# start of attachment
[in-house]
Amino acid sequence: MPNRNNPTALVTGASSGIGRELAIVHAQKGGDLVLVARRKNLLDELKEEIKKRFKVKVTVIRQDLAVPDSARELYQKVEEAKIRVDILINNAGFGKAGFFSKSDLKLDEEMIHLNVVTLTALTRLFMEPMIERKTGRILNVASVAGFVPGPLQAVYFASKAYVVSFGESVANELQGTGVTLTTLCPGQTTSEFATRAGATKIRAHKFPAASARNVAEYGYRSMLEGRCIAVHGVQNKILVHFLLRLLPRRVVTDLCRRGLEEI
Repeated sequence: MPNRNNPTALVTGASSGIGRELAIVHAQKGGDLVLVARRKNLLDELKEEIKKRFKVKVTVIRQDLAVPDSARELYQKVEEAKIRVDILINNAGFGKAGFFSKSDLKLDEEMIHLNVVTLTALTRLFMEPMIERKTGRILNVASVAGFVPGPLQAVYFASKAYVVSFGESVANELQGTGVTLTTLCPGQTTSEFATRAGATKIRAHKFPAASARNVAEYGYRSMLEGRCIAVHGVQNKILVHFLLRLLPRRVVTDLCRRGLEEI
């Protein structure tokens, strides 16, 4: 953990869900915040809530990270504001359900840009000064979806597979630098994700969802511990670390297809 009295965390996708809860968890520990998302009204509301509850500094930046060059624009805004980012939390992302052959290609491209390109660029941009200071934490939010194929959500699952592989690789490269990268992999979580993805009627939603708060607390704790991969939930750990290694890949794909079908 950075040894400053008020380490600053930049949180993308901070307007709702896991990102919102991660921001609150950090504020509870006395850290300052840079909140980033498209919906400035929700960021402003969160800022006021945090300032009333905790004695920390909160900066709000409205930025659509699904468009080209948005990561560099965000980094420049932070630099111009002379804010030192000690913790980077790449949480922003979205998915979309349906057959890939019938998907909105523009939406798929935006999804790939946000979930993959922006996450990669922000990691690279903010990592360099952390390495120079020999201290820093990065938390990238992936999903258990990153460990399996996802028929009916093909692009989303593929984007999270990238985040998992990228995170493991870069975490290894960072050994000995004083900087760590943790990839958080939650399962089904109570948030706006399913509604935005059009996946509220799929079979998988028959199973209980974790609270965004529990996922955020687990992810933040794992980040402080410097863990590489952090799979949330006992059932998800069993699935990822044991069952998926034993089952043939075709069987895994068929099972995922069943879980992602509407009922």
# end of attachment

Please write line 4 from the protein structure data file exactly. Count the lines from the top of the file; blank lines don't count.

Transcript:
């Protein structure tokens, strides 16, 4: 953990869900915040809530990270504001359900840009000064979806597979630098994700969802511990670390297809 009295965390996708809860968890520990998302009204509301509850500094930046060059624009805004980012939390992302052959290609491209390109660029941009200071934490939010194929959500699952592989690789490269990268992999979580993805009627939603708060607390704790991969939930750990290694890949794909079908 950075040894400053008020380490600053930049949180993308901070307007709702896991990102919102991660921001609150950090504020509870006395850290300052840079909140980033498209919906400035929700960021402003969160800022006021945090300032009333905790004695920390909160900066709000409205930025659509699904468009080209948005990561560099965000980094420049932070630099111009002379804010030192000690913790980077790449949480922003979205998915979309349906057959890939019938998907909105523009939406798929935006999804790939946000979930993959922006996450990669922000990691690279903010990592360099952390390495120079020999201290820093990065938390990238992936999903258990990153460990399996996802028929009916093909692009989303593929984007999270990238985040998992990228995170493991870069975490290894960072050994000995004083900087760590943790990839958080939650399962089904109570948030706006399913509604935005059009996946509220799929079979998988028959199973209980974790609270965004529990996922955020687990992810933040794992980040402080410097863990590489952090799979949330006992059932998800069993699935990822044991069952998926034993089952043939075709069987895994068929099972995922069943879980992602509407009922």